Umbilical Granuloma: Care Instructions
An umbilical granuloma is a moist, red lump of tissue that can form on a baby's navel (belly button). It can be seen in the first few weeks of life, after the umbilical cord has dried and fallen off. It's usually a minor problem that looks worse than it is. An umbilical granuloma does not cause pain. It may ooze a small amount of fluid that can make the skin around it red and irritated.
Your child's doctor may treat the granuloma if it doesn't go away by itself. The doctor may:
- Apply silver nitrate to shrink and slowly remove the granuloma. It may take 3 to 6 doctor visits to finish the treatment.
- Use surgical thread to tie off the granuloma at its base. The thread cuts off the blood supply to the granuloma. This will make it shrivel and fall off.
Neither of these treatments is painful.
Follow-up care is a key part of your child's treatment and safety. Be sure to make and go to all appointments, and call your doctor or nurse advice line (811 in most provinces and territories) if your child is having problems. It's also a good idea to know your child's test results and keep a list of the medicines your child takes.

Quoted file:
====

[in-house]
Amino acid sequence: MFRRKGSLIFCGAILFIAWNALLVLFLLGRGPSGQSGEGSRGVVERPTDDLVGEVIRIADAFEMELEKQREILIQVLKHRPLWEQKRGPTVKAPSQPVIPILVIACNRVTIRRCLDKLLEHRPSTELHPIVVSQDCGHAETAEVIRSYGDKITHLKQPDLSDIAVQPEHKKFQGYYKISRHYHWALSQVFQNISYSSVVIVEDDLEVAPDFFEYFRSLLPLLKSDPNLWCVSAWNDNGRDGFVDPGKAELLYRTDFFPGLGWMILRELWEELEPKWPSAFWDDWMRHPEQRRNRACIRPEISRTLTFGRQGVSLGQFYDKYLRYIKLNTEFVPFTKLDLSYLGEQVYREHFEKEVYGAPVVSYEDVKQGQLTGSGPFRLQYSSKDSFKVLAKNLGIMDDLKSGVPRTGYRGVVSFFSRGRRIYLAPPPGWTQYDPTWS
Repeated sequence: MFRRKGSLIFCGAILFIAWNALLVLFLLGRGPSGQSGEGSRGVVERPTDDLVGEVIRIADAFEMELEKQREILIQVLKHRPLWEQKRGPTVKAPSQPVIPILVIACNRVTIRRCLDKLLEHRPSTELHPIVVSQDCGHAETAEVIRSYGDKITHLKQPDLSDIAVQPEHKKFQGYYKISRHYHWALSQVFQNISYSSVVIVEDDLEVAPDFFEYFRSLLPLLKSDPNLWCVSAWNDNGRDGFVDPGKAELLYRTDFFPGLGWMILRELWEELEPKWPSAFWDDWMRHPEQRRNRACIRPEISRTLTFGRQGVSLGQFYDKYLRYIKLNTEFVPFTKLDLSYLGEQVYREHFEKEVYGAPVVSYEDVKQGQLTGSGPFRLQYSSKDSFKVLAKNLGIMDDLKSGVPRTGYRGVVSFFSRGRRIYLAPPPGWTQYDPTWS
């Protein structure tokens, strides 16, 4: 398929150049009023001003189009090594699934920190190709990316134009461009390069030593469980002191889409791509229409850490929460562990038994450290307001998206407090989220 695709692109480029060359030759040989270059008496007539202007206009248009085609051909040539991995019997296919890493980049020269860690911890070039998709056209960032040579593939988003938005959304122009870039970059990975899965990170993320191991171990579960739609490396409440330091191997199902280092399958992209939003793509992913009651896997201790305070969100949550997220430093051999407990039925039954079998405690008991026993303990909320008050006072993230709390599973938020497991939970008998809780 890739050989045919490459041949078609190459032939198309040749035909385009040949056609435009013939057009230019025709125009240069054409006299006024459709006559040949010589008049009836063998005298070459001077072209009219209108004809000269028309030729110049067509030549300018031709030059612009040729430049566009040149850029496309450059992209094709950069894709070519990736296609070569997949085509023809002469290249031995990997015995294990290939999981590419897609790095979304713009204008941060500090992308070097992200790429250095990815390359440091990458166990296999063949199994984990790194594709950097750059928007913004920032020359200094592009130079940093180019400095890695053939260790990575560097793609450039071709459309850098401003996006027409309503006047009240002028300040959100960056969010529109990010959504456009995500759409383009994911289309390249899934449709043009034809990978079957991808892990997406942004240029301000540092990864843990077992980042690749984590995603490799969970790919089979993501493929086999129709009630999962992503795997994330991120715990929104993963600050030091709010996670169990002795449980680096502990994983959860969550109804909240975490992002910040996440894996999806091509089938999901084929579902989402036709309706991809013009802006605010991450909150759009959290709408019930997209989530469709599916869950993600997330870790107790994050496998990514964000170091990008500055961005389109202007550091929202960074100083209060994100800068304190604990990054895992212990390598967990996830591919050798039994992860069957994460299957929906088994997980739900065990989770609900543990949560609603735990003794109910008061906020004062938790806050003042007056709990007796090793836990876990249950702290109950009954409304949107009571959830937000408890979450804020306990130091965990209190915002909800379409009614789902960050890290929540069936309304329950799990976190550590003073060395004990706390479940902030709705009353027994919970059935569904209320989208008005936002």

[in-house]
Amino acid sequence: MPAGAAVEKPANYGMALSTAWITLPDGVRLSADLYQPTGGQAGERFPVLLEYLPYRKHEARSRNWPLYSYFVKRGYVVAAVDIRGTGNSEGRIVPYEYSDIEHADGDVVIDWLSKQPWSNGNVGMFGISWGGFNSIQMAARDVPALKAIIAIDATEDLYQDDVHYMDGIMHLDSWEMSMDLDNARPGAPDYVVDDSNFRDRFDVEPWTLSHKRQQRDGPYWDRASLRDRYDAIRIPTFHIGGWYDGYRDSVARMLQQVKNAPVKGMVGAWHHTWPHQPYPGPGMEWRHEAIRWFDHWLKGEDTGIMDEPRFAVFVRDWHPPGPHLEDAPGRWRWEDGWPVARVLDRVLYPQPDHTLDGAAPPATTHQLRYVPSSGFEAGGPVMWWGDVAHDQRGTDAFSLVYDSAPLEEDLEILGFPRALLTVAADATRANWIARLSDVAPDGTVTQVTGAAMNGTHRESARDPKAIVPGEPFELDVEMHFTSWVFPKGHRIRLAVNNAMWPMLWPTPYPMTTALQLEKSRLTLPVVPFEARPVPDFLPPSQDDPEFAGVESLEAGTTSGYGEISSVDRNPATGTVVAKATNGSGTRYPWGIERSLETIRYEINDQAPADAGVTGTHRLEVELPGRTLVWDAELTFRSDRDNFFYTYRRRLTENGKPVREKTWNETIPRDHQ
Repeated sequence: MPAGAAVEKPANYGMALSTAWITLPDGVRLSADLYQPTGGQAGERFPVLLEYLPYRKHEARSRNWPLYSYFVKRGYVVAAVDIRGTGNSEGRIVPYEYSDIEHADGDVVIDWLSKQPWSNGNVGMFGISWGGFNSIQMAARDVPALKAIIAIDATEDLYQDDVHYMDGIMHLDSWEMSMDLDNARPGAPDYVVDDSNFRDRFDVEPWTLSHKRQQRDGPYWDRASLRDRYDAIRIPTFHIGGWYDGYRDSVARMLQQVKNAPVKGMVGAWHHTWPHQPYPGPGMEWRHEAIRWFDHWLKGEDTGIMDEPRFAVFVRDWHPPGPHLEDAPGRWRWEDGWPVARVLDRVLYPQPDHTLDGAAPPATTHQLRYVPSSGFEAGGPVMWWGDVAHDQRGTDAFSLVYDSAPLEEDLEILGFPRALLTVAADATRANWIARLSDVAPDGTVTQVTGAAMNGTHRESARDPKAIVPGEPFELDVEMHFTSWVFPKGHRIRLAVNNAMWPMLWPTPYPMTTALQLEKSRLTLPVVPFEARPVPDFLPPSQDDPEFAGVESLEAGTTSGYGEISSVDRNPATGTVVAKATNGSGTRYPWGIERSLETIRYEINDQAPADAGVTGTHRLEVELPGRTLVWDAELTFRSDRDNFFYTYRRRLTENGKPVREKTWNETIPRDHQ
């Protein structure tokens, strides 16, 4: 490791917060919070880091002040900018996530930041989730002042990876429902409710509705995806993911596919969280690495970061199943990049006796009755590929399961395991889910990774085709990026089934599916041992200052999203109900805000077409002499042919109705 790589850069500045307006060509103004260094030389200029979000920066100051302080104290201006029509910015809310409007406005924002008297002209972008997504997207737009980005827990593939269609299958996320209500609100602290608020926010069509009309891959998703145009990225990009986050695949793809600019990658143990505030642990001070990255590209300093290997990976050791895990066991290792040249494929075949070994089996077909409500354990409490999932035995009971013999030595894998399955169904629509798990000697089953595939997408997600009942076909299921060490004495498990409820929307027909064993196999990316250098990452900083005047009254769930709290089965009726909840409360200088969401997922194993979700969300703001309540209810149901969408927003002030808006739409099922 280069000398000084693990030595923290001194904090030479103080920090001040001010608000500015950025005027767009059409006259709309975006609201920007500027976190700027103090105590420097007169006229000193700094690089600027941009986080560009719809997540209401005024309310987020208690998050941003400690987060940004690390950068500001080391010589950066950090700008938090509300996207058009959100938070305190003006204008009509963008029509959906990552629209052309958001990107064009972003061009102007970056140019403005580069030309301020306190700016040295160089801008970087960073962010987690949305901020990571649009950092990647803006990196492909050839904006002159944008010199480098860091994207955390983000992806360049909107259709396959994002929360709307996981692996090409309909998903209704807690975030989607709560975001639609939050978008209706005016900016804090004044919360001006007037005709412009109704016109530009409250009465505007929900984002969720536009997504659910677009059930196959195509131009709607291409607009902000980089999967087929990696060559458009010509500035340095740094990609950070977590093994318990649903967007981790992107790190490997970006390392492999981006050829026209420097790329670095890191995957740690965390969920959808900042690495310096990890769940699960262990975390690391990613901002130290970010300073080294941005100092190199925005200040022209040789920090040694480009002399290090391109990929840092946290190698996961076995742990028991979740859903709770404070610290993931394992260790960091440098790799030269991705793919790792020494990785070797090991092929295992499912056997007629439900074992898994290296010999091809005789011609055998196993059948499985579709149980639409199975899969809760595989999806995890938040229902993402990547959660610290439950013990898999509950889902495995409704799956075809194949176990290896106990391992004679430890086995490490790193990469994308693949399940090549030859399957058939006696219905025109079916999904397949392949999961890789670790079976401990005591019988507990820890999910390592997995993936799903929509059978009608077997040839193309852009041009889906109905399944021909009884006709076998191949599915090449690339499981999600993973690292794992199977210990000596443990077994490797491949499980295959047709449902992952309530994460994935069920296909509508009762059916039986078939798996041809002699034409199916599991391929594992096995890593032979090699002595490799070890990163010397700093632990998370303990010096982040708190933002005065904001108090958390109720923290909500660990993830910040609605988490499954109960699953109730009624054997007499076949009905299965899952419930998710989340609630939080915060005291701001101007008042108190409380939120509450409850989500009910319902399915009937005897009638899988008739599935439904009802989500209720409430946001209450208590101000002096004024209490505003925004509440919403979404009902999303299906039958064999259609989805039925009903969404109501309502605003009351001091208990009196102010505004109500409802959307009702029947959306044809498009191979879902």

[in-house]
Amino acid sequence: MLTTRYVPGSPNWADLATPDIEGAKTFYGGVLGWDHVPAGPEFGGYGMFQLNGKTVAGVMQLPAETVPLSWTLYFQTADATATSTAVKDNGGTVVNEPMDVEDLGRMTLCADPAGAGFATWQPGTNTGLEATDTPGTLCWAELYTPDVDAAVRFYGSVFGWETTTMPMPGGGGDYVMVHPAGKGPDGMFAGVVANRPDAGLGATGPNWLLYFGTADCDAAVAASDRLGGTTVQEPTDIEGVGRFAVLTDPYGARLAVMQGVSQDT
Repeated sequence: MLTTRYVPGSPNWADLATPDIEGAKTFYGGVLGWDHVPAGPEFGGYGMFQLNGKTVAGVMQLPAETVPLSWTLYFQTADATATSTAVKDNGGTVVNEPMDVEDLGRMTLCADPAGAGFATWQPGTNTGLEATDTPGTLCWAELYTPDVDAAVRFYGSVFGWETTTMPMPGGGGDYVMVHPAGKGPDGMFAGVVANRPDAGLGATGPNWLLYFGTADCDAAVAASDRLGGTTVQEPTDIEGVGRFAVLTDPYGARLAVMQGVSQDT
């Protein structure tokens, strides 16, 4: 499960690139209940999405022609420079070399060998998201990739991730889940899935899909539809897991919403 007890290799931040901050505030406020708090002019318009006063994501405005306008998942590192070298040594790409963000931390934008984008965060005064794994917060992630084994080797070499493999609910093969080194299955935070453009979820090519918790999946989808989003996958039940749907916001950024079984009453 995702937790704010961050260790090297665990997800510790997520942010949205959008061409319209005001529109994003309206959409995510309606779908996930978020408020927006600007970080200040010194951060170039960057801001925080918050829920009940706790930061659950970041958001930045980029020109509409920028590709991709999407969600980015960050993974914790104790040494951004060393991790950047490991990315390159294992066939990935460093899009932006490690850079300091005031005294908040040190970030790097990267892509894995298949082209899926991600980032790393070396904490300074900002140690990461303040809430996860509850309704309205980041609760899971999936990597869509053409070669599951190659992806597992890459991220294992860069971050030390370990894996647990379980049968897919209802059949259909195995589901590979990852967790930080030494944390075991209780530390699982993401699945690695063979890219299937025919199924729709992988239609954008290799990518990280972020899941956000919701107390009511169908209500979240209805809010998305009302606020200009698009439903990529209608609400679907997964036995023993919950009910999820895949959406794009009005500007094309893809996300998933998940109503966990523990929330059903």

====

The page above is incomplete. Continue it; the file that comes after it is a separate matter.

How can you care for your child at home?
- Clean the area at least once a day and as needed during diaper changes or baths.
- Soak a cotton swab in warm water and mild soap. Squeeze out the excess water. Gently wipe around the sides of the navel. Also wipe the skin around the navel.
- Gently pat the area dry with a soft cloth.
- Keep the area dry.
- Keep your baby's diaper folded below the navel until the granuloma is healed. If that doesn't work well, try cutting out an area in the front of the diaper (before you put it on your baby) to keep the navel exposed to air.
- Bathe your baby carefully. Keep the area above the water level until it heals.
When should you call for help?
Call your doctor or nurse advice line now or seek immediate medical care if:
- Your baby has signs of an infection, such as:
- Increased swelling, warmth, or redness.
- Red streaks leading from the area.
- Pus draining from the area.
- A fever.
- Your baby cries when you touch the navel or the skin around it.
Watch closely for changes in your child's health, and be sure to contact your doctor or nurse advice line if your child has any problems.
Current as of: September 20, 2021